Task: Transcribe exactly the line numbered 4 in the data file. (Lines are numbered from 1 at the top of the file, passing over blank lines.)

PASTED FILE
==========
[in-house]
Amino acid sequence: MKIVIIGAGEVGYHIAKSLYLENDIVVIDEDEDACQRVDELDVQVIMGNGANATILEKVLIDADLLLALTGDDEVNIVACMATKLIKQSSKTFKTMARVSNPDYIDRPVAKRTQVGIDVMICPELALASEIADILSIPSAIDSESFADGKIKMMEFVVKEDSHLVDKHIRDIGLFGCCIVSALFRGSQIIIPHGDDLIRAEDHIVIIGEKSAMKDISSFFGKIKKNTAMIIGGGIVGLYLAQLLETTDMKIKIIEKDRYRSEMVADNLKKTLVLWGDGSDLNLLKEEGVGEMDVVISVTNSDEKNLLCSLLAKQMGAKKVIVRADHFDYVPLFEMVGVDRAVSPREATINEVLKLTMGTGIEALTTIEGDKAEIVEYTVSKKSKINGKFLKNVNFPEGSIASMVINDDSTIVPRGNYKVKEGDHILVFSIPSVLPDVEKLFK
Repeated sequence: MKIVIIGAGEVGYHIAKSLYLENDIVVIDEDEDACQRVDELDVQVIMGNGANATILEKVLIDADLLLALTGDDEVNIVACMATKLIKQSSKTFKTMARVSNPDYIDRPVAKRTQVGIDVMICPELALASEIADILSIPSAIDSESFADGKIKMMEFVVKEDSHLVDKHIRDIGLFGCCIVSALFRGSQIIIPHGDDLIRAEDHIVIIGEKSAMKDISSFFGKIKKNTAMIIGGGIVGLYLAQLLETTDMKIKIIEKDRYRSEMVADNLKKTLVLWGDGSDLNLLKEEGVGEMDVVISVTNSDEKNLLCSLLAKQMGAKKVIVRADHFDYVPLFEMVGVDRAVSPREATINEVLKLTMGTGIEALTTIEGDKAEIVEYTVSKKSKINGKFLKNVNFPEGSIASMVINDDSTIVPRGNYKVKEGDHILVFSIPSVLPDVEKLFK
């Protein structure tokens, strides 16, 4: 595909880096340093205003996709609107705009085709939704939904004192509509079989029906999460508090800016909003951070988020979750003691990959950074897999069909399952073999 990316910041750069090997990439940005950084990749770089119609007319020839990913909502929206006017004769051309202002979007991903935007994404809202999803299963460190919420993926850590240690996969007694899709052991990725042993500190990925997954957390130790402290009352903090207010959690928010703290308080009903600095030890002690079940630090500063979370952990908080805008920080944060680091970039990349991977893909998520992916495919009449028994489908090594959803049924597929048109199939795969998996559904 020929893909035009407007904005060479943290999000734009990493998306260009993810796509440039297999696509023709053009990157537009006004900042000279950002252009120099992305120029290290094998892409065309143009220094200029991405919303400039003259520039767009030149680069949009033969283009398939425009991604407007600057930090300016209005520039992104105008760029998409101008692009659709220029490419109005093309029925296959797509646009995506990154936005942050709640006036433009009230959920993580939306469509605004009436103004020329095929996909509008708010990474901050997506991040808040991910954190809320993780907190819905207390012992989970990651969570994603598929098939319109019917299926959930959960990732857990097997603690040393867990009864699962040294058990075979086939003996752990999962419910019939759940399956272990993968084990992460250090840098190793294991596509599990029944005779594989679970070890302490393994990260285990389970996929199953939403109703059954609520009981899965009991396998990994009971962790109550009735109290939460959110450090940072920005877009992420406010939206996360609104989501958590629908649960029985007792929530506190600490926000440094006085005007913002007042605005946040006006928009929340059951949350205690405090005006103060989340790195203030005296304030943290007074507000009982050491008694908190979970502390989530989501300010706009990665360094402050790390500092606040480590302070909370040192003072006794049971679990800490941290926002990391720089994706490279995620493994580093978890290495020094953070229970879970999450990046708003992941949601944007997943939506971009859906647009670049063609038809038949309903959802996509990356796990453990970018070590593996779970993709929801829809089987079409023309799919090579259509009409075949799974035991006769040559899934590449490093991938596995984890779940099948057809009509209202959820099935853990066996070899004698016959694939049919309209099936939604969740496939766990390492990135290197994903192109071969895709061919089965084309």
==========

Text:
């Protein structure tokens, strides 16, 4: 595909880096340093205003996709609107705009085709939704939904004192509509079989029906999460508090800016909003951070988020979750003691990959950074897999069909399952073999 990316910041750069090997990439940005950084990749770089119609007319020839990913909502929206006017004769051309202002979007991903935007994404809202999803299963460190919420993926850590240690996969007694899709052991990725042993500190990925997954957390130790402290009352903090207010959690928010703290308080009903600095030890002690079940630090500063979370952990908080805008920080944060680091970039990349991977893909998520992916495919009449028994489908090594959803049924597929048109199939795969998996559904 020929893909035009407007904005060479943290999000734009990493998306260009993810796509440039297999696509023709053009990157537009006004900042000279950002252009120099992305120029290290094998892409065309143009220094200029991405919303400039003259520039767009030149680069949009033969283009398939425009991604407007600057930090300016209005520039992104105008760029998409101008692009659709220029490419109005093309029925296959797509646009995506990154936005942050709640006036433009009230959920993580939306469509605004009436103004020329095929996909509008708010990474901050997506991040808040991910954190809320993780907190819905207390012992989970990651969570994603598929098939319109019917299926959930959960990732857990097997603690040393867990009864699962040294058990075979086939003996752990999962419910019939759940399956272990993968084990992460250090840098190793294991596509599990029944005779594989679970070890302490393994990260285990389970996929199953939403109703059954609520009981899965009991396998990994009971962790109550009735109290939460959110450090940072920005877009992420406010939206996360609104989501958590629908649960029985007792929530506190600490926000440094006085005007913002007042605005946040006006928009929340059951949350205690405090005006103060989340790195203030005296304030943290007074507000009982050491008694908190979970502390989530989501300010706009990665360094402050790390500092606040480590302070909370040192003072006794049971679990800490941290926002990391720089994706490279995620493994580093978890290495020094953070229970879970999450990046708003992941949601944007997943939506971009859906647009670049063609038809038949309903959802996509990356796990453990970018070590593996779970993709929801829809089987079409023309799919090579259509009409075949799974035991006769040559899934590449490093991938596995984890779940099948057809009509209202959820099935853990066996070899004698016959694939049919309209099936939604969740496939766990390492990135290197994903192109071969895709061919089965084309």